Sustainability and luxury aren’t elements that have traditionally aligned in interior design. Thankfully, that’s changing with an increasing demand for an environmentally conscious, high-end approach to decor. These eco-friendly homewares—ranging from furnishings to flowers—are at the forefront of an exquisite shift in the tide.
The Emeco Navy Chair
Legendary French designer Philippe Starck’s advice on sustainability is simple: “Make something so well that it never has to be recycled.” American furniture company Emeco takes this ethos to heart—its iconic 1006 Navy Chair is sleek, functional and designed to last, with an estimated life span of 150 years. Hand-forged out of salvaged aluminum, the chair was first made in 1944 for U.S. Navy submarines (with specific instructions to be able to withstand torpedo blasts) and has been in continuous production ever since. It now comes in variety of iterations, including the Heritage Collection designed by Starck, as well as contemporary ranges made from reclaimed plastic water bottles—such as the 111 Navy Chair and the On and On chair by industrial designers Barber Osgerby.
They may look like they’re hewn from natural stone, but these sculptural vases are actually made from pulped cardboard. In a labor-intensive process, Brazilian Domingos Tótora works with pulped recycled certified and sustainable cardboard that he molds by hand into a series of shapes, before drying them in the sun. The self-taught designer has been working with the wood derivative since 2005 and produced the Mantiqueira collection, named after the Serra da Mantiqueira region of Brazil where he was born, for Italian company Tacchini.
“Flowers always make people better, happier… they are sunshine, food, and medicine for the soul,” said acclaimed botanist Luther Burbank. New company Ethereal Blooms has found a way of making cut flowers stay fresh for up to six months at a time with no sun or water required, meaning they’re not only beautiful but kind to the planet, too. Ethereal Blooms’ flowers undergo a unique biotech conservation process that lets them keep their just-cut look and scent without the need for any maintenance. The company’s site helpfully groups bouquets by type—choose blooms for your dinner, side, or coffee tables, or explore festive and wedding options.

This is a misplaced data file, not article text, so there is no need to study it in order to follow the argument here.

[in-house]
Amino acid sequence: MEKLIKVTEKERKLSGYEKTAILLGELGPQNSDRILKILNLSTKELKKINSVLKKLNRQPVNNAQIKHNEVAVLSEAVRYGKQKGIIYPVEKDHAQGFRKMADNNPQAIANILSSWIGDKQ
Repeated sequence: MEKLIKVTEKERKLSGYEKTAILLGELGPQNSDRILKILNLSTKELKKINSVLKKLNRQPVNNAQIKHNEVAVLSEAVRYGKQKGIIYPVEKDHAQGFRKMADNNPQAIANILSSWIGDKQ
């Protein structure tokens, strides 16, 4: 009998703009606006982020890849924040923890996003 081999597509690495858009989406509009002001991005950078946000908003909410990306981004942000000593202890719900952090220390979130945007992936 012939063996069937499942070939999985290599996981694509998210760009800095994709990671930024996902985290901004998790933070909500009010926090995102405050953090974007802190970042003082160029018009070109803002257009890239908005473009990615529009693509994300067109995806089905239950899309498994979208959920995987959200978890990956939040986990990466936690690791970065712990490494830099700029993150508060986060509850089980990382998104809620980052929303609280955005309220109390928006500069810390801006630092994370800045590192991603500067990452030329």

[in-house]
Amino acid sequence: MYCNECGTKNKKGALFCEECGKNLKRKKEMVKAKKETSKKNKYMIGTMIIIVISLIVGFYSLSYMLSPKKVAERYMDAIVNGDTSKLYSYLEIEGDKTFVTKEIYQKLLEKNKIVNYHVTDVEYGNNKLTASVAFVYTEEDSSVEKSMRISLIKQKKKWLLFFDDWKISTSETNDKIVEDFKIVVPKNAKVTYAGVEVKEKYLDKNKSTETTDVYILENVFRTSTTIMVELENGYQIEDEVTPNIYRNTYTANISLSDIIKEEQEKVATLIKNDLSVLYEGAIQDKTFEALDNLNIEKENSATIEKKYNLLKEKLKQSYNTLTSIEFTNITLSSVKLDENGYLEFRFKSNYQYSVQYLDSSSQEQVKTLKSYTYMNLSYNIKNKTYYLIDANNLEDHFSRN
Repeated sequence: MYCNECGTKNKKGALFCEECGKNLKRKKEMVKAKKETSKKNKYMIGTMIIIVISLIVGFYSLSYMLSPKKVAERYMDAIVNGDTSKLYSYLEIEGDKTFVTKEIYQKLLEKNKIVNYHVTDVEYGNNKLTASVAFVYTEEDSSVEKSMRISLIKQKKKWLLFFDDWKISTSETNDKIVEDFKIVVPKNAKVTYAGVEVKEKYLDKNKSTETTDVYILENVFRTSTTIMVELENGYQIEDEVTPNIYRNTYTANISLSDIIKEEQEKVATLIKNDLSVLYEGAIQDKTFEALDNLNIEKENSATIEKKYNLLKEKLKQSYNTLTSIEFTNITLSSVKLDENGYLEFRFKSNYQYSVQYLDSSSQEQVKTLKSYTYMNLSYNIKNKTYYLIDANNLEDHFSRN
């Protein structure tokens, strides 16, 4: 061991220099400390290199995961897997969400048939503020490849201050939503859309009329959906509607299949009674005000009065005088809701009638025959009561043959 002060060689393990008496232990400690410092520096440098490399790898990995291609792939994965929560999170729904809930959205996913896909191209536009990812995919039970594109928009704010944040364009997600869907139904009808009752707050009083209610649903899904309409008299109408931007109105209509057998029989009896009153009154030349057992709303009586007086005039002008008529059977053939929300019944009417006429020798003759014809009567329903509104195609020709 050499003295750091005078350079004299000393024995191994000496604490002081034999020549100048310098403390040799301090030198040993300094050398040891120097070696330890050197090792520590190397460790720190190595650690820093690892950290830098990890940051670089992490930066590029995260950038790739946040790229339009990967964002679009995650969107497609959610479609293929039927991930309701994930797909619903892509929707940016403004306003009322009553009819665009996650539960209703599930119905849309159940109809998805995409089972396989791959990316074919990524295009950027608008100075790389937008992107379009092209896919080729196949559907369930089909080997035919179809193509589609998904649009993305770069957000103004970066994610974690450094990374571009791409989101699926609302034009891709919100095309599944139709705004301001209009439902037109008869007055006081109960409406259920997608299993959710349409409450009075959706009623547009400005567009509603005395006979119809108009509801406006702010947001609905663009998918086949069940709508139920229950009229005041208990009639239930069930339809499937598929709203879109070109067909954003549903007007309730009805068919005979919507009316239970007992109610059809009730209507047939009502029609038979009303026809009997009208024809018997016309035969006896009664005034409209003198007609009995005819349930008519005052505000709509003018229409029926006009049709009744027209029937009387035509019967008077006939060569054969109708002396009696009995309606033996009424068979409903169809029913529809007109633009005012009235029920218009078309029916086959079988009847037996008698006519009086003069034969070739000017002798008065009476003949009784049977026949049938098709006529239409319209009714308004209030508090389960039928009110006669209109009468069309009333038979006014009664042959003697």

If the mention of eco-friendly lighting immediately has you thinking of the anemic glow emitted by an LED lightbulb, you’re not alone. Lighting brand Tala does away with those preconceptions with sustainable, low-energy LED lighting products that recreate the warmth of traditional incandescent bulbs. Proving that good design can help to mitigate climate change, Tala’s range includes one-of-a-kind mouthblown statement pieces, as well as on-trend industrial-style filament bulbs—all built from superior components for long-lasting quality. The brand is also lighting the way in terms of sustainable business practices: none of its waste is sent to landfill and it partners with tree-planting programs in both the United States and the United Kingdom to offset the carbon emissions generated by its production process.
Omexco Aruba Wallcoverings
Interior designers usually introduce texture to a home with soft furnishings and accessories but Belgium’s Omexco has gone a step further, allowing you to cover your walls with tactile weaves. The eco-friendly Aruba collection of wallcoverings was inspired by the Caribbean island and materials include raffia and water lily in shades of blue, green, and gray. Designs are made to order and are breathable, making them suitable for installation in humid climates or environments. An ecological certificate is available on request.
Society Limonta Textiles
It’s always worth dressing up for a good meal. This applies to your table as much as yourself. Something Society Limonta knows only too well—since 1893 the Italian textile house has been creating fabrics for the home as well as for the fashion industry. Today it offers a range of tablecloths, table runners, napkins, and placemats, encouraging clients to mix and match textures and color palettes. Made from 100 percent abaca, a burlap-style textile made of milled banana tree fibers, Society Limonta’s tablecloths are available in muted striped or dot designs as well as in equally muted plain shades with broderie anglaise-like detailing.
Banner image: Omexco’s Aruba wallcovering